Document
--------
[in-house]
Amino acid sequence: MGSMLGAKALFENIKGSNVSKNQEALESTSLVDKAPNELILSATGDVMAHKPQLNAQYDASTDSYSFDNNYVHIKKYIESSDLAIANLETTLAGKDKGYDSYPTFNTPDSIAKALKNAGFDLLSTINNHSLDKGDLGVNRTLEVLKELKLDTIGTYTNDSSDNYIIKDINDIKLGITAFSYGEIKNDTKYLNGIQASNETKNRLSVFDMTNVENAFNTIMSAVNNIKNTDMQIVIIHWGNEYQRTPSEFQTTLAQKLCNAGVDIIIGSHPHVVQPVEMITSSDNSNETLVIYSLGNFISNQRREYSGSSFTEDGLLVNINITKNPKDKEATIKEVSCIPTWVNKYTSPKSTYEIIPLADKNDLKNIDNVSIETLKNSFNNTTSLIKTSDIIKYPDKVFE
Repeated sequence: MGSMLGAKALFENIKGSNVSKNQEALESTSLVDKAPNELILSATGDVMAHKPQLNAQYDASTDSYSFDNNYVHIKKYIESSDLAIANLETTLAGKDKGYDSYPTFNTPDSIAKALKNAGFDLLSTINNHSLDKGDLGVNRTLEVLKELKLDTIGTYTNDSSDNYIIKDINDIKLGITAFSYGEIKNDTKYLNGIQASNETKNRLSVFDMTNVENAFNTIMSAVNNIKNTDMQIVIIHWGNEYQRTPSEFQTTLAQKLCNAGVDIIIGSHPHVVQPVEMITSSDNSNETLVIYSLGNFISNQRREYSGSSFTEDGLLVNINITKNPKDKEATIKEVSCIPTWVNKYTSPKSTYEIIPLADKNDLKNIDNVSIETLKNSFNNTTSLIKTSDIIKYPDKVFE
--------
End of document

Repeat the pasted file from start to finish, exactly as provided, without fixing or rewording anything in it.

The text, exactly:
[in-house]
Amino acid sequence: MGSMLGAKALFENIKGSNVSKNQEALESTSLVDKAPNELILSATGDVMAHKPQLNAQYDASTDSYSFDNNYVHIKKYIESSDLAIANLETTLAGKDKGYDSYPTFNTPDSIAKALKNAGFDLLSTINNHSLDKGDLGVNRTLEVLKELKLDTIGTYTNDSSDNYIIKDINDIKLGITAFSYGEIKNDTKYLNGIQASNETKNRLSVFDMTNVENAFNTIMSAVNNIKNTDMQIVIIHWGNEYQRTPSEFQTTLAQKLCNAGVDIIIGSHPHVVQPVEMITSSDNSNETLVIYSLGNFISNQRREYSGSSFTEDGLLVNINITKNPKDKEATIKEVSCIPTWVNKYTSPKSTYEIIPLADKNDLKNIDNVSIETLKNSFNNTTSLIKTSDIIKYPDKVFE
Repeated sequence: MGSMLGAKALFENIKGSNVSKNQEALESTSLVDKAPNELILSATGDVMAHKPQLNAQYDASTDSYSFDNNYVHIKKYIESSDLAIANLETTLAGKDKGYDSYPTFNTPDSIAKALKNAGFDLLSTINNHSLDKGDLGVNRTLEVLKELKLDTIGTYTNDSSDNYIIKDINDIKLGITAFSYGEIKNDTKYLNGIQASNETKNRLSVFDMTNVENAFNTIMSAVNNIKNTDMQIVIIHWGNEYQRTPSEFQTTLAQKLCNAGVDIIIGSHPHVVQPVEMITSSDNSNETLVIYSLGNFISNQRREYSGSSFTEDGLLVNINITKNPKDKEATIKEVSCIPTWVNKYTSPKSTYEIIPLADKNDLKNIDNVSIETLKNSFNNTTSLIKTSDIIKYPDKVFE